Design Patterns in Dynamic Langauges

I went to the Portland JUG meeting this evening to hear Neal Ford talk about design patterns in dynamic languages. Unlike Joshua Marinacci a couple months ago, Neal actually seemed to understand what he was talking about, which was a relief. He gave a quick run-through of dynamic vs. static languages (or ceremonial vs. essential, as he says), and then stepped through a bunch of the GoF design patterns, what they're about, and how they're largely irrelevant in Groovy and/or Ruby because the language provides the "pattern" as part of core language constructs.

What I found most interesting was the different ways that Ruby and Groovy do similar things. While I don't know that I've blogged much about it, those who interact with me in meat-space know all about my aversion for Ruby's ghastly syntax. (I swear Matz was drunk when he was doing the initial implementation and decided it should be a design goal to use every friggin' printable character in ASCII.) Seeing some of it's power compared with Groovy gave me some more appreciation for the language, even if it did nothing for it's appeal. Decorator implementations and method interception were particularly interesting.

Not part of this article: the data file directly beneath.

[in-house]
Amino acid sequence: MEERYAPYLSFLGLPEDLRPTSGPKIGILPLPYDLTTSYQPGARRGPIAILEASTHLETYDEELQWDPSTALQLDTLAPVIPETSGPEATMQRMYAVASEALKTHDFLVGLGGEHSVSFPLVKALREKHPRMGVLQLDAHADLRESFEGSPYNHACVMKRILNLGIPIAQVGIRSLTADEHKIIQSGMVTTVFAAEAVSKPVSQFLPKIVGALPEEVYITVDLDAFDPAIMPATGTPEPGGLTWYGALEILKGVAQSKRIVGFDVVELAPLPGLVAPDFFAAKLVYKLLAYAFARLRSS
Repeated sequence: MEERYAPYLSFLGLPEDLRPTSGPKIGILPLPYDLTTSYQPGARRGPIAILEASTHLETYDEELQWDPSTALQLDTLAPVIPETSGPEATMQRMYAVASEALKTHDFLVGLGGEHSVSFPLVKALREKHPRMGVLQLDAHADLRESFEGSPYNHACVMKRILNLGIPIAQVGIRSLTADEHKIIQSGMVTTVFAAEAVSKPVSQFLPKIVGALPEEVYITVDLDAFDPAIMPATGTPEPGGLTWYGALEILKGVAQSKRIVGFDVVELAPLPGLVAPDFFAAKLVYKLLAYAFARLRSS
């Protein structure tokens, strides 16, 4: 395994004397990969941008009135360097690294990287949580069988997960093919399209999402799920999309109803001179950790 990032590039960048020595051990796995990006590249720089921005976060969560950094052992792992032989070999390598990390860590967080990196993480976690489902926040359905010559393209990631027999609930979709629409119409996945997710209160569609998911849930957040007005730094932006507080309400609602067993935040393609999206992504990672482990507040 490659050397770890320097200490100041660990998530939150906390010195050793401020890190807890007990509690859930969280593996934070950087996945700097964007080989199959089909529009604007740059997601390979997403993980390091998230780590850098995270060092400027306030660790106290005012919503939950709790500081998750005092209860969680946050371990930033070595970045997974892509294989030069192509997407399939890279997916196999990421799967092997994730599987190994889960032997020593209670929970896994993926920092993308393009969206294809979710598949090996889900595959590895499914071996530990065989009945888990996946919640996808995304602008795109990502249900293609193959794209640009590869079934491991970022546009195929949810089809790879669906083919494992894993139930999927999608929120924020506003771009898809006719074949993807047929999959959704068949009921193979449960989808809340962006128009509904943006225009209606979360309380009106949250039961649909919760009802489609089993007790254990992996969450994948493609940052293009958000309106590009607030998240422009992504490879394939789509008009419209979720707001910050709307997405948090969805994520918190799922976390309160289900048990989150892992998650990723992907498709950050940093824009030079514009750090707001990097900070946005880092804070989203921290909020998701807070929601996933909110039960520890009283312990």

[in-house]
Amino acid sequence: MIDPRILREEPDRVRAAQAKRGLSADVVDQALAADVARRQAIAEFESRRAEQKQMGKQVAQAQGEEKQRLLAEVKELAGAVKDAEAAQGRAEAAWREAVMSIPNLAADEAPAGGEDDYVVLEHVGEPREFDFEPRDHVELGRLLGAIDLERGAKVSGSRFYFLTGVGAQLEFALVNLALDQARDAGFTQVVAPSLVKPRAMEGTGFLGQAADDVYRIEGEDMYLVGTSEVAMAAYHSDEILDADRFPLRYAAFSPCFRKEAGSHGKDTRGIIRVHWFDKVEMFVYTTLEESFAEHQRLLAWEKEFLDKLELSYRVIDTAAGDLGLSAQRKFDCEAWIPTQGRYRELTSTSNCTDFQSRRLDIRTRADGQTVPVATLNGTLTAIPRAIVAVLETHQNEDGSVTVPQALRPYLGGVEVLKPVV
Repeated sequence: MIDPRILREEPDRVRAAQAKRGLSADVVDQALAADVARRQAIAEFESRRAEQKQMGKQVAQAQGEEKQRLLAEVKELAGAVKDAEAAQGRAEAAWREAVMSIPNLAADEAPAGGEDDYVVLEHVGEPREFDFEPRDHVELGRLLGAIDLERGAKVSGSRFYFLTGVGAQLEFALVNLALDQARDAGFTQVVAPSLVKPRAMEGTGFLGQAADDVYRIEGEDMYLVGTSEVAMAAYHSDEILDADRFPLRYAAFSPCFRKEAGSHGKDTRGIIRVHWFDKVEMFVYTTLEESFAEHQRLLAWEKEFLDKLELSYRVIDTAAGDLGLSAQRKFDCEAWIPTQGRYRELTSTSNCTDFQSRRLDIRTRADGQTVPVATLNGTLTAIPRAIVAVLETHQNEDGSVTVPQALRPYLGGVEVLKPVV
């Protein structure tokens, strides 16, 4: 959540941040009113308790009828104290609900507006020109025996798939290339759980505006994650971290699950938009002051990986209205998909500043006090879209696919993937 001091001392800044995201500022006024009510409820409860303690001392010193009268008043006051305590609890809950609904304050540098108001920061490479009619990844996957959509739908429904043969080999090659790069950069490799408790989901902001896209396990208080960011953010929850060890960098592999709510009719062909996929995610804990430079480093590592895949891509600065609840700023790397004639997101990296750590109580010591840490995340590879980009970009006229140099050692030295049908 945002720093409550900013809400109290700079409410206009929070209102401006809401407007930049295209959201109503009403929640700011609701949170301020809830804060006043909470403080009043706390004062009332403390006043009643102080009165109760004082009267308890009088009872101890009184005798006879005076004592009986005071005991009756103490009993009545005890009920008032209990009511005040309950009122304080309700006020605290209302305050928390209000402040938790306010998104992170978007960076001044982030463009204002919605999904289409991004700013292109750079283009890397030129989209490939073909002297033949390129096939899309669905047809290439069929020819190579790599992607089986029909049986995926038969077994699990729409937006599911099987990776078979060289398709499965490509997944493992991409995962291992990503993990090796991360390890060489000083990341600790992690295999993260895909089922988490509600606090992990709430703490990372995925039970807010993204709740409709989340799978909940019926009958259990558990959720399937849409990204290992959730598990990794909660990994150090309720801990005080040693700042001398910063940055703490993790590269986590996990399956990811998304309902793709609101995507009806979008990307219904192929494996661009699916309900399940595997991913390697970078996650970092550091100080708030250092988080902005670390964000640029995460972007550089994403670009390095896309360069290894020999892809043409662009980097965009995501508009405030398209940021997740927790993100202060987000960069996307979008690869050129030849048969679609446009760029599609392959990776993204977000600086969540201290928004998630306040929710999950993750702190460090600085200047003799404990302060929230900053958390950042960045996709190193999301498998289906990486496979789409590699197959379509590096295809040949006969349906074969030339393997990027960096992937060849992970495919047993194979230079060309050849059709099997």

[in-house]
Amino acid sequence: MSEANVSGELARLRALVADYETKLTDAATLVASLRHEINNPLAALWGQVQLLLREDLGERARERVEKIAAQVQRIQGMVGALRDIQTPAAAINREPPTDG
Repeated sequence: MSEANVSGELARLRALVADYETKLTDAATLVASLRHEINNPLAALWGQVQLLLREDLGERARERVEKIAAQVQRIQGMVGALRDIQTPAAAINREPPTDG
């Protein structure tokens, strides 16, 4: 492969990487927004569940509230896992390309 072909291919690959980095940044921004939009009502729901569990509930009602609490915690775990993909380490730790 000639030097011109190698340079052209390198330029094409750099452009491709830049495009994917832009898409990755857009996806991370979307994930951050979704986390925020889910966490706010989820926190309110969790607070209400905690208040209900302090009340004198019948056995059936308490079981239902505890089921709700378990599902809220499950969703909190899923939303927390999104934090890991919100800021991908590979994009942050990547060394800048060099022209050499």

Bottom line, however, is that design patterns (at least th GoF's) are incredibly relevant to dynamic languages. In fact, I'd say they're more relevant than ever. With "old" langauge (Java, C++, etc. that the GoF book was targeted at), you could either recognize the patterns and leverage their nomenclature, or you could not recognize them, lose a bit of productivity, but not really be too worse for wear. However, with the dynamic languages having many of the pattern implementations built in, you're really stuck if you don't understand the patterns and what they're about, because you can't use the language without that knowledge.

To use my favorite metaphor (carpentry tools), anyone can use a hammer and a chisel bevel the edge of a board (one specific board, mind you, no retries). It probably won't be very pretty unless you're quite skilled, but anyone can do it given time and patience. Give someone a table router and you've got all kinds of potential to hurt yourself, not to mention chances to ruin their one board, but you can do it quick if you know how. If you don't understand how the more powerful tool works, you're going to be in a world of hurt, but if you can leverage it's strengths, you'll be amazingly better off.

So don't skip the GoF book just because you use a dynamic language. You better know it inside out, just ignore the implementation details.

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